Chris Ratterman: 

So people look at the website sometimes to me and say, “This is amazing. How did you think of this?”  And I say, “I did not think of this. It looked very different in the beginning.” They were $18. The quality was worse. A lot of the policies weren’t the same. We didn’t have the same imagery. We didn’t have the same product portfolio. But over time, you put out in a market and you iterate. You change. You have success. You have failure. And you make small changes along the way and just continue to iterate and just build, build, build a stair step. And that’s what it was. I was doing it in as scrappy a manner as possible. Never looked for venture funding, never raised money. 

J.B. Hager: 

Really? 

Chris Ratterman: 

This is entirely 

J.B. Hager: 

This was all self-funded? 

Chris Ratterman: 

Entirely bootstrapped. 

J.B. Hager: 

Wow. 

Chris Ratterman: 

I invested $17,000 my own money. It almost ran out at one point, but I had to be very lean. That money went into, of course, the initial things such as a graphic designer to create the logo. But the majority of it went into buying a first order of product for inventory and then testing different customer acquisition channels because the idea was, can we become profitable on the first sale and can we find the ways to  grow the brand and get cash flow so that we can continue rolling it all back in and building and getting that momentum going? 

J.B. Hager: 

Already, Dan, you mentioned that the kiosk thing, you knew immediately this is not good. 

J.B. Hager: 

What other channels did you explore for customer acquisition, as you said, but you were like, “Nope.  Nope.”? Tell me about more of the things that you found that did not work. 

Chris Ratterman: 

So mall kiosk is certainly one of them. Hiring ambassadors that would go and sell for profit, sort of like an affiliate program. This was the early day of Instagram influencers, which Instagram influencers and social media influencers absolutely have a place but it can be really difficult to get them to drive sales at scale, especially early those early days. So something that we tried was, actually, this seems crazy now, to hire people as contractors that would actually be responsible for certain zip codes and different locations, actual physical locations, and go out, go to skate parks, go to the beach, go to their school and sell product with a credit card reader like Dan did at Dayton. But being able to do that repeatable at scale was extremely difficult. At minimum, it wasn’t the most effective.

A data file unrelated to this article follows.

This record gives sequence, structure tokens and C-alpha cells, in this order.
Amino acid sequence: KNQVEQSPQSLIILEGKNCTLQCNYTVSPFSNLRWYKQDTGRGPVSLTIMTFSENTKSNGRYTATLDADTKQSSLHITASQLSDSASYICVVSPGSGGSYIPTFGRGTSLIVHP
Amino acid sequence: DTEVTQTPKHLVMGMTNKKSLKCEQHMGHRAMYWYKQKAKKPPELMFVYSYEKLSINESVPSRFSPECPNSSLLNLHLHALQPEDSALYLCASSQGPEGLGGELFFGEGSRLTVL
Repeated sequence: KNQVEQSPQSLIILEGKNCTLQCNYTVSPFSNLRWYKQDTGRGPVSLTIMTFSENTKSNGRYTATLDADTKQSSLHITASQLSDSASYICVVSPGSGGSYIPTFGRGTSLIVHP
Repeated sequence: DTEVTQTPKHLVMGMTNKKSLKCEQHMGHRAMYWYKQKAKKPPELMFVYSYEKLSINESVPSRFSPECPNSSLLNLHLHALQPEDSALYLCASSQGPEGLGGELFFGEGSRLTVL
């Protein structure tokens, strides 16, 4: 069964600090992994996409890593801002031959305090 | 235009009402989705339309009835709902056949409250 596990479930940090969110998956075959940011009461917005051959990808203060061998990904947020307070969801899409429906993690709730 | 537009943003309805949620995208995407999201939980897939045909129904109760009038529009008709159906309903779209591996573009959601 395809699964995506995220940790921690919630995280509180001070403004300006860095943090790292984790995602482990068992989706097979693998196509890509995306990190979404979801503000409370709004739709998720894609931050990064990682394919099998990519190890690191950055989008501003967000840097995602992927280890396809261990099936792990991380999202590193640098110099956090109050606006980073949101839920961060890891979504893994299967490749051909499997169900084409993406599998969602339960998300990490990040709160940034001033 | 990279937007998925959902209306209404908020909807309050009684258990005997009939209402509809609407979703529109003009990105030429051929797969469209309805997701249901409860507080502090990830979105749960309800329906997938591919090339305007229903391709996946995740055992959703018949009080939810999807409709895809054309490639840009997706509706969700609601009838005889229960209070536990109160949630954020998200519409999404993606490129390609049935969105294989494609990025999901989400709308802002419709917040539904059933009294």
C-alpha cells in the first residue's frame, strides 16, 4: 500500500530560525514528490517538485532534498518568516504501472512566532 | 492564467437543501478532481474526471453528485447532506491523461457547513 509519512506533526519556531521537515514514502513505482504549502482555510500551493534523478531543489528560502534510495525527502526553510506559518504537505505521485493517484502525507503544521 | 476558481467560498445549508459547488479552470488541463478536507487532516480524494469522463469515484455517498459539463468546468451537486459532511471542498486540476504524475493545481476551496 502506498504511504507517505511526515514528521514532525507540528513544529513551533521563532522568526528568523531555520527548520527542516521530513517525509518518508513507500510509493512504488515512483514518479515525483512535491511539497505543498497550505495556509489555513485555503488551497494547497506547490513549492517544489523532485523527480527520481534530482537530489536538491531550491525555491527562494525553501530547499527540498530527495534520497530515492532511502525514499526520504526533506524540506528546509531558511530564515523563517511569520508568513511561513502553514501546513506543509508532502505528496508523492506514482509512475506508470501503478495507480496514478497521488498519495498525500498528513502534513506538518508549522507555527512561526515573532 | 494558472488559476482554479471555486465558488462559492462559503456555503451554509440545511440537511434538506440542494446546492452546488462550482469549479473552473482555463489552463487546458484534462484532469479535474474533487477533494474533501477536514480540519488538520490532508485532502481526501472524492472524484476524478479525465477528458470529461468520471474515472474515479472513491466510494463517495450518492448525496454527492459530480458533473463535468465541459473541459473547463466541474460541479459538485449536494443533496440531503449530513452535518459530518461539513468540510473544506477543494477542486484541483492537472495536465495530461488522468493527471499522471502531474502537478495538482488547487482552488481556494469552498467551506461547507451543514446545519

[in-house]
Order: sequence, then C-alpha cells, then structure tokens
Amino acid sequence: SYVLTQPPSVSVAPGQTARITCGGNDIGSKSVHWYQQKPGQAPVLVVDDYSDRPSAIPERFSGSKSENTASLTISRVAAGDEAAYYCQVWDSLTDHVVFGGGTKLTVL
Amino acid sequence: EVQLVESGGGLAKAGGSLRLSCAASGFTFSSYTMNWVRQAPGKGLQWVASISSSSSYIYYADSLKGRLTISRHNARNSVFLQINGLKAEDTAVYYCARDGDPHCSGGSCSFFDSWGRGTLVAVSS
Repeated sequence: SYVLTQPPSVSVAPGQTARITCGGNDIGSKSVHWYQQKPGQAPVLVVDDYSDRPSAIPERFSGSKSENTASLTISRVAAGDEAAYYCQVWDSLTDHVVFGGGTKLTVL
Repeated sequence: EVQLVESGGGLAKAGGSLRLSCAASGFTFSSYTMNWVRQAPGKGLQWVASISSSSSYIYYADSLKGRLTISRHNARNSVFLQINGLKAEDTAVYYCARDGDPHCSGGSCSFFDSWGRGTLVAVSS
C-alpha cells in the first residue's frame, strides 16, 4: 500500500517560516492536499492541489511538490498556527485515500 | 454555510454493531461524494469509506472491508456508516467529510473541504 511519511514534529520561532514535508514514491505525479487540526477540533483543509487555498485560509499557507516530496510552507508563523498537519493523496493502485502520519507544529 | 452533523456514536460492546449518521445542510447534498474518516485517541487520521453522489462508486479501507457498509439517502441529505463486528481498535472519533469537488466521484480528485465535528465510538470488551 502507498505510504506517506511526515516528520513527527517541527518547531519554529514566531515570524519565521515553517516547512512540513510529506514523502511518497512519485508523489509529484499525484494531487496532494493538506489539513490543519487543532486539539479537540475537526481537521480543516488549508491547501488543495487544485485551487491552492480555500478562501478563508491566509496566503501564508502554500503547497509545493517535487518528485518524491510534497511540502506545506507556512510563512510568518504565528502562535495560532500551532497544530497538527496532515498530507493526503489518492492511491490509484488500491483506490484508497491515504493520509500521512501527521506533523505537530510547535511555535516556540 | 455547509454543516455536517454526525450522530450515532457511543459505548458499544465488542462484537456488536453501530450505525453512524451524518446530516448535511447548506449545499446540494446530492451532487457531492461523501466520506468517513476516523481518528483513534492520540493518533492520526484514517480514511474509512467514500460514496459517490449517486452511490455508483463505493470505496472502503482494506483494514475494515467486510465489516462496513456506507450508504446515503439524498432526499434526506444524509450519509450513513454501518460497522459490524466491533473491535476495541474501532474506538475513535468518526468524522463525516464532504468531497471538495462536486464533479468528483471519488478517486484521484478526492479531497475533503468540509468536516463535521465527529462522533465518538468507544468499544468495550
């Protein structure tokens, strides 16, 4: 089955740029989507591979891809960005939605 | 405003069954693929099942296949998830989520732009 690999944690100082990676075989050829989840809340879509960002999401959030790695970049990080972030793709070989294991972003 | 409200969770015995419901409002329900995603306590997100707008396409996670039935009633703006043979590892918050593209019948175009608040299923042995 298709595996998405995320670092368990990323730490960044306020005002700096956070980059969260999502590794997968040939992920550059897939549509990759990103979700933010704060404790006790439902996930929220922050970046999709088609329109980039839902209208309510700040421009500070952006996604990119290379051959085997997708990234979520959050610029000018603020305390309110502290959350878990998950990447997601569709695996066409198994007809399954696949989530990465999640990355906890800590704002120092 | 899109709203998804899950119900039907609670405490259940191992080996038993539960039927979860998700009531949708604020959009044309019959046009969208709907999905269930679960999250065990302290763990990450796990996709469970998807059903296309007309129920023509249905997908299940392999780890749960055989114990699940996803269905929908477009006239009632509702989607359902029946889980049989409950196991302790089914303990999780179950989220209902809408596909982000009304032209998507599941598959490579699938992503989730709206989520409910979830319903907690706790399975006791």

J.B. Hager: 

I’m picturing a guy walking up to a bunch of kids outside of high school and opening a raincoat with sunglasses hanging all over it, right? 

Chris Ratterman: 

So our very first brand ambassador was out in Simi Valley, California. Sent him a duffle bag full of product and a credit card reader. Taught him how to do it. He was 18 years old. He literally went to a  skate park and was trying to gather people together and tell them about Shady Rays and “Here’s the  product.” Well, what we learned later is that that is not necessarily the best market for us. They’re seeing this product right out of the blue. It wasn’t high-quality product. And so he sold nothing, right? He was there for three hours. Heart is in the right place, ready to go, ready to change the world, sold nothing. 

J.B. Hager: 

And that was in an $18 price point? People still didn’t want it? 

Chris Ratterman: 

Correct. Correct. 

J.B. Hager: 

Interesting. 

Chris Ratterman: 

Well, in fact, $18 price point can hurt you actually, because all of a sudden they hear $18 and they’re like, “Well, this isn’t premium. This isn’t high quality.” 

J.B. Hager: 

Yeah. And you said the quality got better, but how much of a difference was it? I mean… 

Chris Ratterman: 

Significant. 

J.B. Hager: 

Right. Okay. 

Chris Ratterman: 

We invest significantly in quality. I mean, it’s down to a pretty granular level. The exterior coatings of the lenses, the interior coatings of the lenses, the hinges. There’s a lot that we do now. That’s had to build over time and we’d have to gain that expertise over time too. 

J.B. Hager: 

In the early days, was the goal to start to get this in stores? “I want this in every sporting good store. I want it everywhere.” because that’s more of a traditional thing. Was that the goal? 

Chris Ratterman: 

It was not the primary goal. The primary goal was to ride the wave of e-commerce and the growth in social media as a brand-building channel. But it was another thing that didn’t work. I hired somebody else in California that spent time going into retail stores all and down the coast, surf shops others to sell it in. 

J.B. Hager: 

The brand rep. The brand rep model has been in place for a long time, right? 

Chris Ratterman: 

Correct. Correct. We did get into a few stores and they moved okay in a few stores, but it just wasn’t the most efficient way. So it’s not that it failed, but it’s just that we found other levers that were able to fuel the growth quicker. And so we put all of our resources into those. 

J.B. Hager: 

Interesting. And I was wondering about the influencer thing. It’s hilarious to hear you say, “The early  days of influencers on Instagram.” That’s how fast the world is moving because this seems like a product where influencers would move the needle, and that model would work very well. Do you do some of that now or no? 

Chris Ratterman: